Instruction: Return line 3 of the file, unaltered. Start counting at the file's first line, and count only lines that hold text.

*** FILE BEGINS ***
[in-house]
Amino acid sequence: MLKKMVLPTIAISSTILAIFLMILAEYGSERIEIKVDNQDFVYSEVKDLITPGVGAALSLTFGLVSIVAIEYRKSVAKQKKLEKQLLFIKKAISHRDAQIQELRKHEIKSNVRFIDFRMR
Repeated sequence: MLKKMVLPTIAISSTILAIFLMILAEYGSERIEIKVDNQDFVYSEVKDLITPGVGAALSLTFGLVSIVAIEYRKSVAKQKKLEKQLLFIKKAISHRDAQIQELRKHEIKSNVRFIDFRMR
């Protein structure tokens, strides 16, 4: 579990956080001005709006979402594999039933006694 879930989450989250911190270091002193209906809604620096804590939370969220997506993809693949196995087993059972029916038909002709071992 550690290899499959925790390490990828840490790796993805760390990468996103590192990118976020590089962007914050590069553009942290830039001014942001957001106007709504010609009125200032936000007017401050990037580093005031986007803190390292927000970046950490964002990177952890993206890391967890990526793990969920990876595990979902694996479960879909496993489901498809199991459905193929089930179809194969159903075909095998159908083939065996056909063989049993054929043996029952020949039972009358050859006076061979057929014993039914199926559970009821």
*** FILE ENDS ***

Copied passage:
Repeated sequence: MLKKMVLPTIAISSTILAIFLMILAEYGSERIEIKVDNQDFVYSEVKDLITPGVGAALSLTFGLVSIVAIEYRKSVAKQKKLEKQLLFIKKAISHRDAQIQELRKHEIKSNVRFIDFRMR